The 2019 Extraordinary Give raised more than $10 million for nonprofits throughout Lancaster County.
In the Southern End, it also worked to achieve a less well-known goal - increase visibility of nonprofits' and the work they do.
The first set of weekend meals went home with 250 students on Friday, September 13.
"The numbers are always down at the beginning of the [school] year," said program coordinator Judy Beiler.
Beiler helps organize the Solanco Food Bank's SWEEP program.
For decades, the Solanco Food Bank has been providing food for people in the Southern End.
Now a partnership with the Humane League of Lancaster County allows the food bank to help pets as well.
The food is provided by the league's Spike's Pet Pantry, a pet food bank program to help owners in need.
If you can drive it or ride it and want to share it, the Lancaster County Cruisers has a show for you.
Early next month, the club will host its 20th annual show. The event is open to cars, trucks, and cycles.
As with previous shows, the club will donate a portion of the show's income to Solanco Neighborhood Ministries to help fund the non-profit's food bank.
In January, the federal supplemental food assistance program SNAP, commonly known as food stamps, made a double payment.
Meant to offset the effects of the partial federal government shutdown, the second payment came nearly a month early for families who receive the benefit.
That has meant some families will go six weeks or longer without new support.
Nationwide, that has put an additional burden on food banks. So far, that effect has not reached the Solanco Food Bank.
Judy Beiler is getting ready for the first weekend food distribution for elementary and middle school students.
The food, enough for two dinners, two lunches, two breakfasts, and snacks, goes home with kids on Fridays. The free program is available to children who are in the free breakfast or lunch program at Solanco's four elementary schools, sixth grade in the district's two middle schools, and Martic Elementary in the neighboring Penn Manor School District.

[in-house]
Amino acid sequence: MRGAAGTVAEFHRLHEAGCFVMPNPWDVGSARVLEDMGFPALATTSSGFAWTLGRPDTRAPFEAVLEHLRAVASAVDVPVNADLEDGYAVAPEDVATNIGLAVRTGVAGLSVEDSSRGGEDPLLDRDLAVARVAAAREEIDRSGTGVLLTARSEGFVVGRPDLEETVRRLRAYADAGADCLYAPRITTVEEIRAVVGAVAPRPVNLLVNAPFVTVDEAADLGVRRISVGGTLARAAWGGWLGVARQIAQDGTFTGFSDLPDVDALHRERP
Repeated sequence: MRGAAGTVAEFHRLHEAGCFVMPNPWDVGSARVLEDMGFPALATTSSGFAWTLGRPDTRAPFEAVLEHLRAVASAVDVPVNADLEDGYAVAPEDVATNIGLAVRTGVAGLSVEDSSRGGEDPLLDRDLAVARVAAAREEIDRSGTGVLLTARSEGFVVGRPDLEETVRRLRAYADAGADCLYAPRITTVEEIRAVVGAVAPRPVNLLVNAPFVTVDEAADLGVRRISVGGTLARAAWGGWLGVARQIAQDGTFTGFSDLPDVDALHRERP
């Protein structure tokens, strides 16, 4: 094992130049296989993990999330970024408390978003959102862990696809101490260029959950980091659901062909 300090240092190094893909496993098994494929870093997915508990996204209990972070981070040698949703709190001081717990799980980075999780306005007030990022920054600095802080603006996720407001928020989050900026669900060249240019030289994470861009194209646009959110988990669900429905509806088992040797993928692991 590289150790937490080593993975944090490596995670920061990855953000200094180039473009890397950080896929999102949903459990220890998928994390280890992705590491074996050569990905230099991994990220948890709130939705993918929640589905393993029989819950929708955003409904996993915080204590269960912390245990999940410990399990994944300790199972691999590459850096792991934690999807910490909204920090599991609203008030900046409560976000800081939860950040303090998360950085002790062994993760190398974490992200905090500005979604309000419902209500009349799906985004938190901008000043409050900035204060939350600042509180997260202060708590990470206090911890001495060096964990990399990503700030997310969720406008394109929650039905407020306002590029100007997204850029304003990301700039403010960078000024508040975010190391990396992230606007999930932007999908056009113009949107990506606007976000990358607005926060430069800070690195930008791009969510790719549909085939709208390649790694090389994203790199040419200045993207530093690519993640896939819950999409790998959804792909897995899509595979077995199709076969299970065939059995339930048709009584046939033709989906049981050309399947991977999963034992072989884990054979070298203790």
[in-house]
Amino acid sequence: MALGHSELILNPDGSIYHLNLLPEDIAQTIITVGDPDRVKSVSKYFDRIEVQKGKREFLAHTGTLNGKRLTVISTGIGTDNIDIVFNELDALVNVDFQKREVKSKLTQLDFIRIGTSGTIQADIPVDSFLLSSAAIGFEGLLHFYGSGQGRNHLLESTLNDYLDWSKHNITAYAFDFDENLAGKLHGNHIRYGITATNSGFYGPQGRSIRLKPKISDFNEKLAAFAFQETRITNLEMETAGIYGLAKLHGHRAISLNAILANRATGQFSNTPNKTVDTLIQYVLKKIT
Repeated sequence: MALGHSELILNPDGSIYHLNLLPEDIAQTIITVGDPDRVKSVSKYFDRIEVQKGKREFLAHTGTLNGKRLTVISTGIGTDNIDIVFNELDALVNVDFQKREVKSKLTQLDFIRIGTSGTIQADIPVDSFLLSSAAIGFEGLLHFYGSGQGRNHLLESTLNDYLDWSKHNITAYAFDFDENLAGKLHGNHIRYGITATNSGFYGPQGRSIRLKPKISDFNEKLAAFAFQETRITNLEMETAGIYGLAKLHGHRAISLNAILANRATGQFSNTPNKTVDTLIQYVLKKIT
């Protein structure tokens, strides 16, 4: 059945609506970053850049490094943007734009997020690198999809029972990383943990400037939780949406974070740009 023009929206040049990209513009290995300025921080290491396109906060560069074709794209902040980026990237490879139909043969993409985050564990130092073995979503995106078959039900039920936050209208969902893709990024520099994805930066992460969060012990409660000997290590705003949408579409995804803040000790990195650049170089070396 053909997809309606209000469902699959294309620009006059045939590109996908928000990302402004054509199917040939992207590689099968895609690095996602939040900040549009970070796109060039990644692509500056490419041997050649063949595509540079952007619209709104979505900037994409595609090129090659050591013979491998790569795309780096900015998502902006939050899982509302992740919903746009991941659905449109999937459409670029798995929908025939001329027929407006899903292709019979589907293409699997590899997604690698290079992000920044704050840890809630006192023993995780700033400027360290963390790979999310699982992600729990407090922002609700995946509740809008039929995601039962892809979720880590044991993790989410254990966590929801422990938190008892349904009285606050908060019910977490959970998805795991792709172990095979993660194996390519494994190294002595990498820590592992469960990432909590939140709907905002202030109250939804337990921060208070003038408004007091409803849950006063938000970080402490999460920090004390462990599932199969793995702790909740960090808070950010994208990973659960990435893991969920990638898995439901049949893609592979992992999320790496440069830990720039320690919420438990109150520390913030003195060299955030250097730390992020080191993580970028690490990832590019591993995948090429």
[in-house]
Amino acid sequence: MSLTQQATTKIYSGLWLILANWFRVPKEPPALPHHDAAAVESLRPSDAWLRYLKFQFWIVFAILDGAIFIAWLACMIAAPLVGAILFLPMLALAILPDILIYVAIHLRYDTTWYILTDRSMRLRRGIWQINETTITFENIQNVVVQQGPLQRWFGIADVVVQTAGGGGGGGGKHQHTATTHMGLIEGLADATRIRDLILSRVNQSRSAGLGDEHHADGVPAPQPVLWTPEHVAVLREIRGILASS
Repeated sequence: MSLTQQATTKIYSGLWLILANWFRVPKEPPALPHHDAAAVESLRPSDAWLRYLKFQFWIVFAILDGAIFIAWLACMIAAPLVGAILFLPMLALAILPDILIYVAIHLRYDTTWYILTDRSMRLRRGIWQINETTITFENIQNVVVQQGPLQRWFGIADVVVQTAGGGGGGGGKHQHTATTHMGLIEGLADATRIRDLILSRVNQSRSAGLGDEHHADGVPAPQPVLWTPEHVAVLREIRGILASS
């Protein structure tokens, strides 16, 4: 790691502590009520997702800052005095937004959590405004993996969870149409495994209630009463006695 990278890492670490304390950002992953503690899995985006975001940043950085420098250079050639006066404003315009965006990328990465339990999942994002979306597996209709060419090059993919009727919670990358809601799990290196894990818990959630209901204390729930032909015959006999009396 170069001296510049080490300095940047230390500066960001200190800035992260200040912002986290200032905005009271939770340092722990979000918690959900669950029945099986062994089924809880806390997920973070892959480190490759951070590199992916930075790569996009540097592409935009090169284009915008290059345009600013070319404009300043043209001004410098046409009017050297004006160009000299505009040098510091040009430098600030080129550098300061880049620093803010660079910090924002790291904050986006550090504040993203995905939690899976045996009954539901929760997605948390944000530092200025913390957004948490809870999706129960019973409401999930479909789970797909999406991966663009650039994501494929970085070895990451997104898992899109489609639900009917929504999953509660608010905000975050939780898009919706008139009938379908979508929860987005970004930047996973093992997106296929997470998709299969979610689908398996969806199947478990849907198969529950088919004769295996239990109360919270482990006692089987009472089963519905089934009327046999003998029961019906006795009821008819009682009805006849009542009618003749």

Each year, the challenge is different.
In 2016, a pastor agreed to either run or walk from Zion United Church of Christ, 900 Winter Hill Rd., to Mt. Eden Evangelical Lutheran Church on May Post Office Rd. Last year, one pastor had to sing the other pastor's favorite hymn during a hymn sing in September.
Santa will be making another early stop in the Southern End.
He will be at the Quarryville Fire Company station, 217 E. State St., on Friday evening, December 15, to spend time with children and their parents.
Volunteer firefighters will provide crafts and cookies and give parents time to take pictures with Santa.
A few members of each congregation knows which one collected the most food for the Solanco Food Bank.
They won't say if the members of Mt. Eden Evangelical Lutheran Church or the congregation of Zion United Church of Christ provided the most food during the annual competition between the two churches.
Solanco Neighborhood Ministries is best known for its emergency food programs.
The nonprofit operates the Solanco Food Bank for families in need and also runs the weekly SWEEP food program for hungry children in the region.
This year, families participating in a local summer food program will also have a chance to grow some of their own produce.
by Hannah Pollock
This year it’s going to the middle schools.
Until now, the SWEEP weekend food program has only been available to elementary students. Starting later this month, it will expand to include sixth graders at the Swift and Smith middle schools.
Teresa Dolan needed someone to build a fence around the Solanco Food Bank's garden.
Kyle Phipps, a member of Boy Scout Troop 91, Chestnut Level, was looking for an Eagle Scout project.
Now the food bank has its fence and Phipps is one step closer to achieving scouting's highest rank.
Musser's Market's third annual drive to benefit the Solanco Food Bank brought in $7,272 for the non-profit.
The company contributed matching funds to the drive, to a maximum of $3,000, said Brian Musser.
"It's not about me."
That's how Geri Vick sees her volunteer work coordinating the Solanco Food Bank.
It's also an opinion fellow volunteers, and now a much larger group, don't share.
Spectators are accustomed to people handing out bags of chips, bottles of water, and other items from floats and commercial entries in the annual Solanco Fair parade.
This year, Solanco Neighborhood Ministries wants to reverse the process.
"We're asking for people to pay it forward," said board member Marlin Nafziger. "We're asking them to give, not to get."
Members of the ministry want spectators to bring canned and other nonperishable food items to donate to the Solanco Food Bank, one of the nonprofit's outreach programs.